Somali pirates hijack another ship

German-owned vessel carrying liquefied petroleum gas seized in Gulf of Aden.

    The German military said there were two more suspected hijack attempts by pirates on Thursday
     

    Piracy havoc

    Pirates have been causing havoc in one of the world's busiest shipping lanes, hijacking dozens of ships last year and demanding tens of millions of dollars in ransom payments.

    Hamburg-based ship operator Bernard Schulte Shipmanagement confirmed the hijacking. It said no ransom demands had been made.

    "The master was briefly allowed to communicate with us and it appears that all crew members are safe," it said in a statement.

    Piracy in the Gulf of Aden has prompted some shipping firms to take an alternative route via South Africa instead of via the Suez Canal.

    The alternative shipping route has lowered the frequency of hijackings, but there have still been three boats captured this month.

    The German military reported there were two more suspected attempts by pirates to attack ships in Gulf of Aden on Thursday.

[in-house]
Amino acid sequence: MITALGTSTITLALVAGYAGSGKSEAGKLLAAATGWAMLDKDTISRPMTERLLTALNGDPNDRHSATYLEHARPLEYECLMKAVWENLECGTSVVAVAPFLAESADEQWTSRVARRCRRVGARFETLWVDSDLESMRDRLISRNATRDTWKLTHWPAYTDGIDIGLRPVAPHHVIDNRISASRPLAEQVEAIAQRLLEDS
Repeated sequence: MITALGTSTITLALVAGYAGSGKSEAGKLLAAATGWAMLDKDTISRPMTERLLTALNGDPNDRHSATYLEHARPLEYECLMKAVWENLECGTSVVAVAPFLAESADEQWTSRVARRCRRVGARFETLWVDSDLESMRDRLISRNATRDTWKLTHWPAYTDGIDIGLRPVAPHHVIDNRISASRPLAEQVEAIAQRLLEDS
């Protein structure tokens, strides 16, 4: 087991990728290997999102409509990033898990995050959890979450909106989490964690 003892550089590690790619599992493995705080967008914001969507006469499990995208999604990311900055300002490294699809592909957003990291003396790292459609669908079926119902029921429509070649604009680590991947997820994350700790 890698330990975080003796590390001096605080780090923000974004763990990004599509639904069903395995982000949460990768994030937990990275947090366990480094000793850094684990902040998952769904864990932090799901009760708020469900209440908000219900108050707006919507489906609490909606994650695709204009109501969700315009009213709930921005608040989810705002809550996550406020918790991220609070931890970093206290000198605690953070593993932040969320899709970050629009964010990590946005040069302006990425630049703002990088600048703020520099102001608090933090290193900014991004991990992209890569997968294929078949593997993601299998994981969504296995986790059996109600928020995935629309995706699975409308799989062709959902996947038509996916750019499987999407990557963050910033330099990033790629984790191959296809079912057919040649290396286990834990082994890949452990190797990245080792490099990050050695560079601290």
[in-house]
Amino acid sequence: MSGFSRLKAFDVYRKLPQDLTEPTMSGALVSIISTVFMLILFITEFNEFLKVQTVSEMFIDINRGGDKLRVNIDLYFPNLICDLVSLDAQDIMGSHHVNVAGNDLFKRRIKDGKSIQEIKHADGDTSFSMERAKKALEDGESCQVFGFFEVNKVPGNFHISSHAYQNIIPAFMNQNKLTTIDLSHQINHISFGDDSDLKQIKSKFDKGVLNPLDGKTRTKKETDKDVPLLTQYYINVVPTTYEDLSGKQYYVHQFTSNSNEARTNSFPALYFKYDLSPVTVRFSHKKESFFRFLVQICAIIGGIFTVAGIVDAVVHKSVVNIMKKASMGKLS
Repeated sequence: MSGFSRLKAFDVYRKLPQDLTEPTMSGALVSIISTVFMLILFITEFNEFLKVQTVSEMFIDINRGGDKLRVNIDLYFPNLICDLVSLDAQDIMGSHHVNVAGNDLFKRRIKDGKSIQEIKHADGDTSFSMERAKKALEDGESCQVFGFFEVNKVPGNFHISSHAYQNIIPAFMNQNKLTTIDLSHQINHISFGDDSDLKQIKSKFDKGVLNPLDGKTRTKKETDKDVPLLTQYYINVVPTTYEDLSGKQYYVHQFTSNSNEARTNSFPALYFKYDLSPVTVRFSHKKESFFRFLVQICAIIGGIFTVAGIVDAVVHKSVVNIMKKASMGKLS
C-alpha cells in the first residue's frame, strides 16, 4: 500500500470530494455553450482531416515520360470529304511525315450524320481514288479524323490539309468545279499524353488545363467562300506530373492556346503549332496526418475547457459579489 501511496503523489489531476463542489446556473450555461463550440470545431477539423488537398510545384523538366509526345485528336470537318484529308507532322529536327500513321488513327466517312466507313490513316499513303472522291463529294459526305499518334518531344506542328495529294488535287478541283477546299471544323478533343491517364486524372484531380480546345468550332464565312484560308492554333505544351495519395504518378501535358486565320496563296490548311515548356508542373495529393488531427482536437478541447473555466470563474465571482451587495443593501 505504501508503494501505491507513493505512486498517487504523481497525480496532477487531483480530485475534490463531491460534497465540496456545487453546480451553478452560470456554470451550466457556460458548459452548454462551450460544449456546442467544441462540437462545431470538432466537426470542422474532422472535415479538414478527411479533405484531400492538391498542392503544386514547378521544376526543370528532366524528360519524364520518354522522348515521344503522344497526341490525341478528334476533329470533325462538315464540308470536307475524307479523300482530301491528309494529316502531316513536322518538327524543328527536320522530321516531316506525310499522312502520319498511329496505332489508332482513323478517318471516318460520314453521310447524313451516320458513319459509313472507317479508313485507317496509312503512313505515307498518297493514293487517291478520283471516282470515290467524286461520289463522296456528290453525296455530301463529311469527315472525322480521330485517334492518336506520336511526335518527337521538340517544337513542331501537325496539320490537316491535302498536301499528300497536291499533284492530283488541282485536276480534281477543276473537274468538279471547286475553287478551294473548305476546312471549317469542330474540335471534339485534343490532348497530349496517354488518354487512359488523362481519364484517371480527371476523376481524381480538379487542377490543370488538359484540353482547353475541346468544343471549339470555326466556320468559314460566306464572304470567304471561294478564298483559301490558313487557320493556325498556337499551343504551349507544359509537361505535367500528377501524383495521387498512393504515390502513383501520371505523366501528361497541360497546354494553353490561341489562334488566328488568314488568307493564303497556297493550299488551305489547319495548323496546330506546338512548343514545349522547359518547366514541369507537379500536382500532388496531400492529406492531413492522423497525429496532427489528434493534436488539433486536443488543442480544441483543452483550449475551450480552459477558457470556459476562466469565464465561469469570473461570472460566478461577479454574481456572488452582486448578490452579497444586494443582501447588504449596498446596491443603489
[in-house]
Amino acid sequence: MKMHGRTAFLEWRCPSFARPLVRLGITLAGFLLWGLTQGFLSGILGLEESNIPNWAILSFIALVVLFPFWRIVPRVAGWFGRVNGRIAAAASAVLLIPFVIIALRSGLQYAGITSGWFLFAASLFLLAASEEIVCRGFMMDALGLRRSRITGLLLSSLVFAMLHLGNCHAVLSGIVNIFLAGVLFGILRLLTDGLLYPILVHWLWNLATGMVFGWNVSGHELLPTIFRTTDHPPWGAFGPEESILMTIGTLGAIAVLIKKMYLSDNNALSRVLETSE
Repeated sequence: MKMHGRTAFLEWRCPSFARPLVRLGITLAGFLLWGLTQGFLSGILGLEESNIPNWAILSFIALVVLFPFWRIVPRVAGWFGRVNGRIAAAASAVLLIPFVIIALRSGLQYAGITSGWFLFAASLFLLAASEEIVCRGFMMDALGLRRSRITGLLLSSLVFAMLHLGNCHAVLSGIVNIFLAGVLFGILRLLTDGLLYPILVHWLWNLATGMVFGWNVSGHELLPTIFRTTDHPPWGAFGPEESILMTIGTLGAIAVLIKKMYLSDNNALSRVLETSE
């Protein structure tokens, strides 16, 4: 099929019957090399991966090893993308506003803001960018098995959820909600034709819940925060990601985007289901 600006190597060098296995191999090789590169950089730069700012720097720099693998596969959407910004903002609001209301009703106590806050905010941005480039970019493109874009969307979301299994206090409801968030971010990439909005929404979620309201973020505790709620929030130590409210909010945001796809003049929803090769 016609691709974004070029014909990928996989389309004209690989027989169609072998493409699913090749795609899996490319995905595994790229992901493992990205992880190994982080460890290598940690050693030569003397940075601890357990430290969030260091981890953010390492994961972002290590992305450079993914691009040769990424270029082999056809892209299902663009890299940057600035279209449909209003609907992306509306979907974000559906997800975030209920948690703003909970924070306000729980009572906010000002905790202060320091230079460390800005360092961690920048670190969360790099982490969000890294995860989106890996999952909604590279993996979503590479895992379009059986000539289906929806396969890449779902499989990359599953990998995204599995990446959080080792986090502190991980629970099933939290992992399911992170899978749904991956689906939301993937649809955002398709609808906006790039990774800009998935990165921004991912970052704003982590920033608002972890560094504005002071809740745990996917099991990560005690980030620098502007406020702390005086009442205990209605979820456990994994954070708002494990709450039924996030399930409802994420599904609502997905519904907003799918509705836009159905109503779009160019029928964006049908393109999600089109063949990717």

SOURCE: Agencies


    YOU MIGHT ALSO LIKE

    Double standards: 'Why aren't we all with Somalia?'

    Double standards: 'Why aren't we all with Somalia?'

    More than 300 people died in Somalia but some are asking why there was less news coverage and sympathy on social media.

    How Moscow lost Riyadh in 1938

    How Moscow lost Riyadh in 1938

    Russian-Saudi relations could be very different today, if Stalin hadn't killed the Soviet ambassador to Saudi Arabia.

    Kobe Steel: A scandal made in Japan

    Kobe Steel: A scandal made in Japan

    Japan's third-largest steelmaker has admitted it faked data on parts used in cars, planes and trains.